To be honest, I'm listening to music few of you would like, but just in case, here's Pavel Haas: String Quartet.
It has been unbelievable here in Texas. Yesterday I spent the afternoon sitting at my window watching all the birds snatch up seed from my feeder. I had to refill it today.
crazy to be a professor," she blurted after class. "What you really
want to do is draw." She glanced at another page and smiled. "That's a
very fine flying cow!"
These are the words of Helen, a young woman Theodor Geisel met at Oxford, who later became his first wife.
And I have to say that this is a very fine biography of one of my very favorite authors and illustrators in the whole world. You cannot beat Mr. Geisel, aka Dr. Seuss for creative genius.
I remember as a child being so delighted with the illustrations of Hop on Pop and The Foot Book that I felt I could almost eat the pages (you know I love something if I associate it with food).
Judith and Neil Morgan give an exuberant, yet honest narrative of Theodore Geisel's life, growing up in Springfield Massachusetts, trying to become an academic and failing (he dropped out of college, including Oxford).
It took Geisel a while to find himself, traveling across Europe, falling in love with and marrying Helen and then finding success as an advertiser illustrator/
propaganda cartoonist during both wars.
He was part of the "Hollywood Five" where he became lifelong friends with the famous director Frank Capra and Chuck Jones of Bugs Bunny fame. Eventually he and Jones would collaborate to make one of the most firmly rooted American Christmas traditions: watching How the Grinch Stole Christmas (with my favorite horror actor, Boris Karlov as the voice of the Grinch).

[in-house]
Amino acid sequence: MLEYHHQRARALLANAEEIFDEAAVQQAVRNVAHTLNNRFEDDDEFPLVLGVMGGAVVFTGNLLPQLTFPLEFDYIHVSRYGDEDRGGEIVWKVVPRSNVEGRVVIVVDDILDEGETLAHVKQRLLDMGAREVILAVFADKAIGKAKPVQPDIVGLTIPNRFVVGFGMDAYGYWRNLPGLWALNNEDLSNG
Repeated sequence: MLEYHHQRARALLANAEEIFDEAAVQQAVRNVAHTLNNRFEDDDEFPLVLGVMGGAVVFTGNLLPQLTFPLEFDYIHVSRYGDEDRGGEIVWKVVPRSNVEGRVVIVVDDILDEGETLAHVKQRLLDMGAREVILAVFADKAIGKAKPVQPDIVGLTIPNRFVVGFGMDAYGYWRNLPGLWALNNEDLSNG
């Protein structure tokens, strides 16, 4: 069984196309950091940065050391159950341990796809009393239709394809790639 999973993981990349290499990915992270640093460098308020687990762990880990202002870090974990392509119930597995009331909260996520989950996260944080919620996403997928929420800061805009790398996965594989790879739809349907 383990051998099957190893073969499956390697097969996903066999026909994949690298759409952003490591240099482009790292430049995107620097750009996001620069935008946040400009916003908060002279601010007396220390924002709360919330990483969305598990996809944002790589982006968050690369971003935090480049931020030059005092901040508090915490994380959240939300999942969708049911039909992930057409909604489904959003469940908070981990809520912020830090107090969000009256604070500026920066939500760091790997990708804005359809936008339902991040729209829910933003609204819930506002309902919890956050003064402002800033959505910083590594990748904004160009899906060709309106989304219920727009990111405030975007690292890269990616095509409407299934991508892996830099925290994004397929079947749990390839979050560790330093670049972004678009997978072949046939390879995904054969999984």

We learn not only of Geisel's genius, but also his darker side. He suffered from his demons like everyone else. He was concerned with poverty, never quite understanding how much money he was making from his books.
He loved children, although never had any of his own. He was a champion and warrior of making books that would build children's reading vocabulary without dulling their imagination.
Unfortunately he also felt qualified in his later years to make anti-war and environmentalist propaganda books as well. Both of which were as naive as they were preachy. I mean, I think everyone knows that if people would just do the right thing there'd be no war or pollution. It's called sinful behavior. If you can't acknowledge the latter, don't complain about the former.
I was also a little shocked that he threatened legal action against pro life groups who were chanting "A person's a person no matter how small!" I mean, what the...? I guess only the people Geisel considers people are people. Very disappointing.
He also had an extramarital affair that probably led to his first wife's suicide. He married the affair and, by all accounts, were happy until death they did part, which was 25 years later.
What I conclude from all of this is that Theodore Geisel was a simply brilliant wordsmith and illustrator. As a philosopher he was certainly entitled to his opinions, but the rest of us can give them all the credit they're worth, at least, according to our own viewpoints.
I highly recommend this book, because there is so much information about Geisel, how he created his famous books, each book is given special description, the publishing business and, really, how does one create a whole book inside the limitations of a young child's vocabulary, while stretching his reading skills?
No easy task that, and Geisel accomplished better than anyone else.